CNET también está disponible en español.

Ir a español

Don't show this again

Tech Industry

iiNet fined for fine print in broadband advertising

Australia's competition watchdog has handed down a AU$204,000 penalty to iiNet for outdoor advertising that it says failed to prominently show the true cost of one of its broadband plans.

iinet-billboard-accc.jpg
An image of iiNet's advertising showing the fine print on plan pricing. ACCC

iiNet has been hit with a AU$204,000 fine from Australia's consumer regulator for advertising its Naked Broadband 250GB Plan without properly displaying the full cost to customers.

The Australian Competition and Consumer Commission issued two notices to iiNet for advertisements that appeared on a tram and billboard in Melbourne last year. Both ads showed the monthly cost for the Naked Broadband plan, but the ACCC deemed that the total minimum price for the plan "was not displayed in a prominent way" and therefore breached Australian Consumer Law.

Speaking about the penalties paid by iiNet, ACCC Chairman Rod Sims said its important for consumers to be able to understand the "true cost" of advertised products so they can make informed purchasing decisions.

"Businesses must ensure that when they advertise part of the price of a good or service, the total minimum price is also prominently displayed," he said.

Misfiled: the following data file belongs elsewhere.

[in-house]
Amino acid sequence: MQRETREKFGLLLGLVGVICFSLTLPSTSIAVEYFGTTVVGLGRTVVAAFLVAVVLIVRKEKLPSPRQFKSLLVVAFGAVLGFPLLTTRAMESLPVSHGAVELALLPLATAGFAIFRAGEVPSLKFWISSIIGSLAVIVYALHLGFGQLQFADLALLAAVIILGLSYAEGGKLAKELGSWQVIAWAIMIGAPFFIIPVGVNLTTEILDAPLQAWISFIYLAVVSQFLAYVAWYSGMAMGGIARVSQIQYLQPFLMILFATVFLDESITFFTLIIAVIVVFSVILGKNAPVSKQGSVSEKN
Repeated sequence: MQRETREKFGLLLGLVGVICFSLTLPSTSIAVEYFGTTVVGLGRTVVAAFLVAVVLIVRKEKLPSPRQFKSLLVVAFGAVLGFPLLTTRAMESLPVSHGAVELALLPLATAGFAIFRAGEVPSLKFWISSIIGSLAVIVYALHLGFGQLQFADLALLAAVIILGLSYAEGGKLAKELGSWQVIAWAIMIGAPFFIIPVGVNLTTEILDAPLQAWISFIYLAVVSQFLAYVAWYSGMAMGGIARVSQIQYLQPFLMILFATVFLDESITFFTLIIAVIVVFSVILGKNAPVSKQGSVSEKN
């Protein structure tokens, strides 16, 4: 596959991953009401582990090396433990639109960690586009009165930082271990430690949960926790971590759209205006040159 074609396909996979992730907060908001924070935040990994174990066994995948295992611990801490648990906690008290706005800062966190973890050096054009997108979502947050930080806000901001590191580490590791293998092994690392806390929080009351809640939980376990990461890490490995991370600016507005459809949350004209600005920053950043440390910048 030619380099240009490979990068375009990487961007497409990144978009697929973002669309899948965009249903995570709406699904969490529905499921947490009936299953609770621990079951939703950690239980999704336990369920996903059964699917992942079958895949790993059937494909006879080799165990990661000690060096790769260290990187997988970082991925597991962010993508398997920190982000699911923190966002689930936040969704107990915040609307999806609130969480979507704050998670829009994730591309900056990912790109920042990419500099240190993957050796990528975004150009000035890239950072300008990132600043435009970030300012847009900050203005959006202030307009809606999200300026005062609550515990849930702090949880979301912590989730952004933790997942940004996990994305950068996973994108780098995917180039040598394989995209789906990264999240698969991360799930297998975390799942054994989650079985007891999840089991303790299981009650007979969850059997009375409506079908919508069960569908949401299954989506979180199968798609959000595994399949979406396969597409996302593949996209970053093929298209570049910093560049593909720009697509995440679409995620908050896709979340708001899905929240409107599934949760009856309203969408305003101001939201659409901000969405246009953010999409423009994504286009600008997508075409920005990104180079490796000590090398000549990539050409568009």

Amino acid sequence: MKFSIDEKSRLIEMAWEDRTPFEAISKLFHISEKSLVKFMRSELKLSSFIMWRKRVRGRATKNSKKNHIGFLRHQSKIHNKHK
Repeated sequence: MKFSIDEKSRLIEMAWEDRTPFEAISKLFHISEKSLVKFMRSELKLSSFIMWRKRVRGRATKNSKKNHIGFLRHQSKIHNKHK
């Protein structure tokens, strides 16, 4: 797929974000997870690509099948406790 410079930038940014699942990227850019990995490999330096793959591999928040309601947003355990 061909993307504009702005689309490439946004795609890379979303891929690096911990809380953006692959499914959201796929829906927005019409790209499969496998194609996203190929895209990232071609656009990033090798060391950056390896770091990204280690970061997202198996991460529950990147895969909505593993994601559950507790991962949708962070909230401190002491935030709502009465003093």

"Prominence means that the total minimum price can be easily seen and strikes the attention of the consumer. In assessing whether the total minimum price is prominent, it is important to consider the context in which the advertisement appears -- for example if the advertisement is on a moving vehicle, where consumers may only be able to see the advertisement momentarily."

iiNet has paid the fine, thought the ACCC noted that this was not an admission of breaching the ACL.

The penalty follows similar action against Telstra, which was issued a AU$102,000 penalty in 2014 for a misleading iPhone advertisement. TPG also met with the force of the ACCC in 2013 when the High Court upheld a decision to hand down a AU$2 million penalty for misleading broadband advertising.